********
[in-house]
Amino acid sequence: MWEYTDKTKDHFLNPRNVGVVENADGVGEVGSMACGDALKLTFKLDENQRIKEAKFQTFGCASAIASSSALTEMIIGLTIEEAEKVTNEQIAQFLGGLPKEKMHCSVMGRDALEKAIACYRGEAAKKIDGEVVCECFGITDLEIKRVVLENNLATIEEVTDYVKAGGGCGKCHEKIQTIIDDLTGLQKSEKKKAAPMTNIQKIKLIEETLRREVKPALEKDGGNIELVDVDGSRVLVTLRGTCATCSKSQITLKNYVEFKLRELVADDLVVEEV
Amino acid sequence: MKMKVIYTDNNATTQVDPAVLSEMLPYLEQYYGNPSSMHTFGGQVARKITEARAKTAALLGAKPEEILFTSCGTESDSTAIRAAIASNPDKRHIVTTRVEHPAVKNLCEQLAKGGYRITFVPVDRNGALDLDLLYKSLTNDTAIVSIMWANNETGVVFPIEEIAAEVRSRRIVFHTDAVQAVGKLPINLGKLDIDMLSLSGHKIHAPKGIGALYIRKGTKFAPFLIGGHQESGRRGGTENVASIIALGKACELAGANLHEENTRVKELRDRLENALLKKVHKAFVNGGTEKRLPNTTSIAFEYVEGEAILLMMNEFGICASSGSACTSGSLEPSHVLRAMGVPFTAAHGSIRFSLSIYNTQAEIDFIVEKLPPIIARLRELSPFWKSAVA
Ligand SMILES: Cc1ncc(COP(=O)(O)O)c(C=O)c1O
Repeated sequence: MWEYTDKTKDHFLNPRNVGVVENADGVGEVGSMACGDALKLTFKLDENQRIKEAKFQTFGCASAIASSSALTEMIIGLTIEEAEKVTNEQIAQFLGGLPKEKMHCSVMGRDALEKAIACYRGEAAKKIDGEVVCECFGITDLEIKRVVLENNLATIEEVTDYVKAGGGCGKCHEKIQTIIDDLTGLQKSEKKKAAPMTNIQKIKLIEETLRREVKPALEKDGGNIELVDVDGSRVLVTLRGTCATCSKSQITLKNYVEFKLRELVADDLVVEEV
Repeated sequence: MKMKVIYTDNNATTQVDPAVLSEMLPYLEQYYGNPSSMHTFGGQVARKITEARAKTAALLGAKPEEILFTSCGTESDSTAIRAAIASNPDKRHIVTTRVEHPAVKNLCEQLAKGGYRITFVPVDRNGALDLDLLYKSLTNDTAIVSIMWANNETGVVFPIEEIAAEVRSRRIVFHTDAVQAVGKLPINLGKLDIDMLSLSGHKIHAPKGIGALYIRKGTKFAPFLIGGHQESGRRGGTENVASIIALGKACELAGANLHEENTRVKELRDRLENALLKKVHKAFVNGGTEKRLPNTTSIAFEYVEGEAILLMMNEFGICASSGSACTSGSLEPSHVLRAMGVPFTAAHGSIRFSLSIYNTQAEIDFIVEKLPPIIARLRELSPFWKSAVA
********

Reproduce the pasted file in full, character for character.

[in-house]
Amino acid sequence: MWEYTDKTKDHFLNPRNVGVVENADGVGEVGSMACGDALKLTFKLDENQRIKEAKFQTFGCASAIASSSALTEMIIGLTIEEAEKVTNEQIAQFLGGLPKEKMHCSVMGRDALEKAIACYRGEAAKKIDGEVVCECFGITDLEIKRVVLENNLATIEEVTDYVKAGGGCGKCHEKIQTIIDDLTGLQKSEKKKAAPMTNIQKIKLIEETLRREVKPALEKDGGNIELVDVDGSRVLVTLRGTCATCSKSQITLKNYVEFKLRELVADDLVVEEV
Amino acid sequence: MKMKVIYTDNNATTQVDPAVLSEMLPYLEQYYGNPSSMHTFGGQVARKITEARAKTAALLGAKPEEILFTSCGTESDSTAIRAAIASNPDKRHIVTTRVEHPAVKNLCEQLAKGGYRITFVPVDRNGALDLDLLYKSLTNDTAIVSIMWANNETGVVFPIEEIAAEVRSRRIVFHTDAVQAVGKLPINLGKLDIDMLSLSGHKIHAPKGIGALYIRKGTKFAPFLIGGHQESGRRGGTENVASIIALGKACELAGANLHEENTRVKELRDRLENALLKKVHKAFVNGGTEKRLPNTTSIAFEYVEGEAILLMMNEFGICASSGSACTSGSLEPSHVLRAMGVPFTAAHGSIRFSLSIYNTQAEIDFIVEKLPPIIARLRELSPFWKSAVA
Ligand SMILES: Cc1ncc(COP(=O)(O)O)c(C=O)c1O
Repeated sequence: MWEYTDKTKDHFLNPRNVGVVENADGVGEVGSMACGDALKLTFKLDENQRIKEAKFQTFGCASAIASSSALTEMIIGLTIEEAEKVTNEQIAQFLGGLPKEKMHCSVMGRDALEKAIACYRGEAAKKIDGEVVCECFGITDLEIKRVVLENNLATIEEVTDYVKAGGGCGKCHEKIQTIIDDLTGLQKSEKKKAAPMTNIQKIKLIEETLRREVKPALEKDGGNIELVDVDGSRVLVTLRGTCATCSKSQITLKNYVEFKLRELVADDLVVEEV
Repeated sequence: MKMKVIYTDNNATTQVDPAVLSEMLPYLEQYYGNPSSMHTFGGQVARKITEARAKTAALLGAKPEEILFTSCGTESDSTAIRAAIASNPDKRHIVTTRVEHPAVKNLCEQLAKGGYRITFVPVDRNGALDLDLLYKSLTNDTAIVSIMWANNETGVVFPIEEIAAEVRSRRIVFHTDAVQAVGKLPINLGKLDIDMLSLSGHKIHAPKGIGALYIRKGTKFAPFLIGGHQESGRRGGTENVASIIALGKACELAGANLHEENTRVKELRDRLENALLKKVHKAFVNGGTEKRLPNTTSIAFEYVEGEAILLMMNEFGICASSGSACTSGSLEPSHVLRAMGVPFTAAHGSIRFSLSIYNTQAEIDFIVEKLPPIIARLRELSPFWKSAVA